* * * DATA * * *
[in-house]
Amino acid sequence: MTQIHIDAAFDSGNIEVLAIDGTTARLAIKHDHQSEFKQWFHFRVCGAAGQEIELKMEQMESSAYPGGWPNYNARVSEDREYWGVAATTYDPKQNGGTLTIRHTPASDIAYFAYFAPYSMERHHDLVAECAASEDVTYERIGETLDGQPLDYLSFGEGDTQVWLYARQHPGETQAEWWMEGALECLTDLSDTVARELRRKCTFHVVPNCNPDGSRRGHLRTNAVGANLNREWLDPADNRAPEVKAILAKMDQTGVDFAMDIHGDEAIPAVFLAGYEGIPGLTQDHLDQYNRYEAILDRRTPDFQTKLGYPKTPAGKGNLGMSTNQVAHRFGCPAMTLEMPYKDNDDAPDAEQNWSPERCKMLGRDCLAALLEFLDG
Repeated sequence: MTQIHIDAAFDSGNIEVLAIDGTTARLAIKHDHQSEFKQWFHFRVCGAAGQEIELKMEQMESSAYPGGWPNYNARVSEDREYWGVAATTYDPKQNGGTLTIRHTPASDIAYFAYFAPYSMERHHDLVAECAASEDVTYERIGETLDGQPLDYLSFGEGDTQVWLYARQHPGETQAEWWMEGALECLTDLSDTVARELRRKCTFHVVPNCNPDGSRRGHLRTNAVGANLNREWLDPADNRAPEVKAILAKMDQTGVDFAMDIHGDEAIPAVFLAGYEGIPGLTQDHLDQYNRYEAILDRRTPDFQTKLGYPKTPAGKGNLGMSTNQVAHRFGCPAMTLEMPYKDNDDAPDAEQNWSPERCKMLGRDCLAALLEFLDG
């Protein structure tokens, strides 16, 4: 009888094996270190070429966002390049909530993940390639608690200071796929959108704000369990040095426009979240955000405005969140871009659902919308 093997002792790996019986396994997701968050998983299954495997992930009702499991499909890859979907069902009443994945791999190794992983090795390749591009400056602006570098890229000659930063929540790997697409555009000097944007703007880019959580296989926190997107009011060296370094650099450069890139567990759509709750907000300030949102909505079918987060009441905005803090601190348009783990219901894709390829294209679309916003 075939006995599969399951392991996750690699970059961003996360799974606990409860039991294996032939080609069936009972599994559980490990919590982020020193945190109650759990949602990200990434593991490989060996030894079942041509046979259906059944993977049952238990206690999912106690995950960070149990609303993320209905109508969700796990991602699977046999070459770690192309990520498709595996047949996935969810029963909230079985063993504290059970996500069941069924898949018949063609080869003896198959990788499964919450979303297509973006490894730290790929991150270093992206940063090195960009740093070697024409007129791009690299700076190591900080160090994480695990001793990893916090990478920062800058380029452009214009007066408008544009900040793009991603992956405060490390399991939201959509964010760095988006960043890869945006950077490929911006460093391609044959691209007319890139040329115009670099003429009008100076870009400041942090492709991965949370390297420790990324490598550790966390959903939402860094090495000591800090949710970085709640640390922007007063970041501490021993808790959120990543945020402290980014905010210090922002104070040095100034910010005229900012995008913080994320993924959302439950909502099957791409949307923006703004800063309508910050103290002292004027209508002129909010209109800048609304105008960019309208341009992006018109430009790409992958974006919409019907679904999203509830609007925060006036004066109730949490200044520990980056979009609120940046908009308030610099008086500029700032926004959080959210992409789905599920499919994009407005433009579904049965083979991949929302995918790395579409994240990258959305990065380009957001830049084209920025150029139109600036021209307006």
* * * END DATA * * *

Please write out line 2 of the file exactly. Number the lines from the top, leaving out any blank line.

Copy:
Amino acid sequence: MTQIHIDAAFDSGNIEVLAIDGTTARLAIKHDHQSEFKQWFHFRVCGAAGQEIELKMEQMESSAYPGGWPNYNARVSEDREYWGVAATTYDPKQNGGTLTIRHTPASDIAYFAYFAPYSMERHHDLVAECAASEDVTYERIGETLDGQPLDYLSFGEGDTQVWLYARQHPGETQAEWWMEGALECLTDLSDTVARELRRKCTFHVVPNCNPDGSRRGHLRTNAVGANLNREWLDPADNRAPEVKAILAKMDQTGVDFAMDIHGDEAIPAVFLAGYEGIPGLTQDHLDQYNRYEAILDRRTPDFQTKLGYPKTPAGKGNLGMSTNQVAHRFGCPAMTLEMPYKDNDDAPDAEQNWSPERCKMLGRDCLAALLEFLDG